The truth is I have never written a blog post before. Yes, that is correct; you are reading my very first one. I wondered what to write about as I sat down to organize my thoughts. Then it came to me, why not blog a bit about me, and tell you why I selected the word Edgeline in name Edgeline Leadership Group. Actually, the simple answer is that I chose this name because it reminded me of what it has been like for me to navigate in life’s hard places.
As I reflect about my own experiences and the times when I have felt “on the edge” three perspectives come to mind that have been useful to me in helping me to find the means to step through the discomfort.
- Face the challenge with everything you have
- Don’t be afraid to stand in the thick of it
- Looking back can help you see the way forward
Shortly after I moved to Colorado, my husband and I went skiing for a long weekend in Crested Butte. (one of my favorite places to ski). The snow was magnificent- deep champagne powder. There was only one problem. I grew up skiing in New England; yep – little powder lots of ice. What was this stuff? As I careened down the hill feeling pure joy it happened. I fell, tumbling backwards and as I did, my ACL tore along with a few other things. Things changed quickly for me. Significant pain, a brace, waiting for the surgery to be scheduled, imagining what the recovery would be like. I had this big job to contend with – there was no time for recovery. My surgeon was amazing and told me that the recovery would be a year- at the year mark he said, “I meant two…it would have been overwhelming to hear that any sooner”. In those two years I learned how to walk on crutches, how to walk properly again, to understand the pain of just trying to turn the bicycle in PT one rotation, hours in the pool for water therapy and putting on a serene face at work when all I wanted to do was cry. While my knee healed beautifully, I forgot to heal the rest of me. My head was a mess. I experienced depression related to the general anesthesia from the two surgeries exacerbated by the stress of work. It was all overwhelming. My husband was a huge support when at the end of each week all I could do was cry. I had a choice- to have this define me or step into it – face what was hard and get over it. Fortunately, I chose the latter. What better place to start then back on skis. We found an instructor who gave me a few lessons- about technique but mostly about how to get my head back into the game. Focus, breathe, visualize, and relax. It worked. I translated that mantra into the rest of my life and work. I created time to mediate, to intentionally decompress, not try to take it all on at once and look for joy in unexpected places. It took effort, intention, and all of my being to regain my health – and perspective.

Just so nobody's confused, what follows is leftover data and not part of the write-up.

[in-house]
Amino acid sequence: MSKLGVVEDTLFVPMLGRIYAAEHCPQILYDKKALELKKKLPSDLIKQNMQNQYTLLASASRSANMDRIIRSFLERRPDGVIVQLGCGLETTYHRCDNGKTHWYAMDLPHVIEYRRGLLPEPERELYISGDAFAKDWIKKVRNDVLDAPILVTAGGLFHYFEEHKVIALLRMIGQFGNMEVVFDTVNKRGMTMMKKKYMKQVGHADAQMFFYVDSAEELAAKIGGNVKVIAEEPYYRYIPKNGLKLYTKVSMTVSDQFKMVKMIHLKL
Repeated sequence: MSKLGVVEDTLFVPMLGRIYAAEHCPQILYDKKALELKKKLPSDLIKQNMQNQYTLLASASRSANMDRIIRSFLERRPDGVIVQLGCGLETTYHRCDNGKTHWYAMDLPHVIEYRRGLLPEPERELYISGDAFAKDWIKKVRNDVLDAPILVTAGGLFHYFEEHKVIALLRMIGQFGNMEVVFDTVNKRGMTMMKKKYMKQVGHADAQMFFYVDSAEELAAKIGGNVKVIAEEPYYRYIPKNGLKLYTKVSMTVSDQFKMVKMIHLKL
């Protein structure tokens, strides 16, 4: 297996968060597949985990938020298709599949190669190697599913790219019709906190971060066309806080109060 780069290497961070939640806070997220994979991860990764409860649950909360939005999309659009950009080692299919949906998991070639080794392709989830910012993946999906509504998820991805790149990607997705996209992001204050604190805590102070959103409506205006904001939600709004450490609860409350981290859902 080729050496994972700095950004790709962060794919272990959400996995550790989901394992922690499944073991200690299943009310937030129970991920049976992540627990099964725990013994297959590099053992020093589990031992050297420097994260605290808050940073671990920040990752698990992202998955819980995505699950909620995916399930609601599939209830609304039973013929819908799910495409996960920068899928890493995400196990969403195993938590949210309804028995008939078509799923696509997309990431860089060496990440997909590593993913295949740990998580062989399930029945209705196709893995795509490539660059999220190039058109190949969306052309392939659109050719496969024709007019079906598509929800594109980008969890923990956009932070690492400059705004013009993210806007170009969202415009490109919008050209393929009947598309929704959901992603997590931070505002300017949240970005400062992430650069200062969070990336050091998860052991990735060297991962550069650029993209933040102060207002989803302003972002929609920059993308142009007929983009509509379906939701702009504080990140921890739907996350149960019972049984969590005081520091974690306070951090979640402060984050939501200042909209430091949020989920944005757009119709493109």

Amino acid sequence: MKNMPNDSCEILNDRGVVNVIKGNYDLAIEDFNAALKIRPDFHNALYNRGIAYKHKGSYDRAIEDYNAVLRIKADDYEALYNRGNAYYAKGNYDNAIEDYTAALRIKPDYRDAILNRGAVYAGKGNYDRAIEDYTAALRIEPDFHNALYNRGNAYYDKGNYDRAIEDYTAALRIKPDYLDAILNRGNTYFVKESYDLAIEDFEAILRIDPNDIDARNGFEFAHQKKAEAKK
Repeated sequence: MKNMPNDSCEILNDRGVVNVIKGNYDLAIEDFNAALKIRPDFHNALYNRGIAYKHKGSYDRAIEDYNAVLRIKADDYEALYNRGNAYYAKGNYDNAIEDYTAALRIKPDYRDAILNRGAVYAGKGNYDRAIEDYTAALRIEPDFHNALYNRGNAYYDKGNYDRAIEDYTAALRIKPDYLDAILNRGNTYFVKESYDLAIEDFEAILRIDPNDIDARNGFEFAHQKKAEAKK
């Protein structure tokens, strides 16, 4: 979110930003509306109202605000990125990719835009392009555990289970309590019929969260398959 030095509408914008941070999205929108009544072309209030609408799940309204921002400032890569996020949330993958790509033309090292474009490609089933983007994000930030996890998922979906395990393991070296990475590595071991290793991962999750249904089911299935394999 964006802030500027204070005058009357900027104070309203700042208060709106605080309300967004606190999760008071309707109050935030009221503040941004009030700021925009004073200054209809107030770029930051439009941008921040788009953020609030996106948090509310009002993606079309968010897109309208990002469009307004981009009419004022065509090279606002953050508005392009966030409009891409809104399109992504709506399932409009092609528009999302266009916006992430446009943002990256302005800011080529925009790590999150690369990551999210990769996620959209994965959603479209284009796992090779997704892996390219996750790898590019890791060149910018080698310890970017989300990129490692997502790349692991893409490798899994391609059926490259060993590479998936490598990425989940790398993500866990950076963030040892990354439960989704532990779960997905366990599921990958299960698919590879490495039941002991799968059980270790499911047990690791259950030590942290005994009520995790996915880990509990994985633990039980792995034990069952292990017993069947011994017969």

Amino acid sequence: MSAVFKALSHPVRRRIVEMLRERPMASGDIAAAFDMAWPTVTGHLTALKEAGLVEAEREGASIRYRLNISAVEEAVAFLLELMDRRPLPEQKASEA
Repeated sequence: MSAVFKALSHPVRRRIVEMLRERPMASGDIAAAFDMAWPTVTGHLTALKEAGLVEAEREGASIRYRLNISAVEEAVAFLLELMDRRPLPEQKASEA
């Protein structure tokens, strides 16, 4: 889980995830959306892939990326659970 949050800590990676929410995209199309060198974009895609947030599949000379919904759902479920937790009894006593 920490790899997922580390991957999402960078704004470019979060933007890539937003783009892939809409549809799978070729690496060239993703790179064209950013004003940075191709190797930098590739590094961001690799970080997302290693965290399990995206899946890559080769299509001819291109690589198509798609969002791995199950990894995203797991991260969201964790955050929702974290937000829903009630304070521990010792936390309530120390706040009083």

I suppose as I unpack that experience, my take a ways are small but powerful. Somehow, as I was growing up I lost my fearlessness and became a cautious adult. To have a plan B and C was my strategy. Not a bad approach, and yet those alternate plans kept me from fully experiencing what was challenging and uncomfortable right in front of me. It was more alluring to think about how to bail out then to dive in. When I learned to stand in the thick of the challenge, to stop and be present with what was hard, to face down reality I grew stronger, clearer, and at peace with myself. Looking back and learn from that experience has helped me in so many ways. I learned to admit when it is getting hard, to ask for help and support if I need it, to focus on what I can do, think about safe experiments and to walk the edge- that line between uncertainty and certainty is what makes us human.